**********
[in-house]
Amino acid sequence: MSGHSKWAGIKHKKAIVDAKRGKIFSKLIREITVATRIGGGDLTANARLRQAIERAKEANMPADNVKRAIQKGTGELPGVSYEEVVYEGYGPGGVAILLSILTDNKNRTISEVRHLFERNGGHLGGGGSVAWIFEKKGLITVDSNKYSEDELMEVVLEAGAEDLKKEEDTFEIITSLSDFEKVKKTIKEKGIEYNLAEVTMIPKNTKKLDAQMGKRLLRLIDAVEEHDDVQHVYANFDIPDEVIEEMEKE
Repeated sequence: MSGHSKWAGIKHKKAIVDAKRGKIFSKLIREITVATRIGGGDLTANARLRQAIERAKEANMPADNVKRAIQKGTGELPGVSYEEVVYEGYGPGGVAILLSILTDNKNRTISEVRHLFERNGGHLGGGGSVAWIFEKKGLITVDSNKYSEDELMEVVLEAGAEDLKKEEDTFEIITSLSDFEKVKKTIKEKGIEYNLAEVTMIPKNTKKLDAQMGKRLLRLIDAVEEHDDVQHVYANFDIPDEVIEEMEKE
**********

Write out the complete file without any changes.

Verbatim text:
[in-house]
Amino acid sequence: MSGHSKWAGIKHKKAIVDAKRGKIFSKLIREITVATRIGGGDLTANARLRQAIERAKEANMPADNVKRAIQKGTGELPGVSYEEVVYEGYGPGGVAILLSILTDNKNRTISEVRHLFERNGGHLGGGGSVAWIFEKKGLITVDSNKYSEDELMEVVLEAGAEDLKKEEDTFEIITSLSDFEKVKKTIKEKGIEYNLAEVTMIPKNTKKLDAQMGKRLLRLIDAVEEHDDVQHVYANFDIPDEVIEEMEKE
Repeated sequence: MSGHSKWAGIKHKKAIVDAKRGKIFSKLIREITVATRIGGGDLTANARLRQAIERAKEANMPADNVKRAIQKGTGELPGVSYEEVVYEGYGPGGVAILLSILTDNKNRTISEVRHLFERNGGHLGGGGSVAWIFEKKGLITVDSNKYSEDELMEVVLEAGAEDLKKEEDTFEIITSLSDFEKVKKTIKEKGIEYNLAEVTMIPKNTKKLDAQMGKRLLRLIDAVEEHDDVQHVYANFDIPDEVIEEMEKE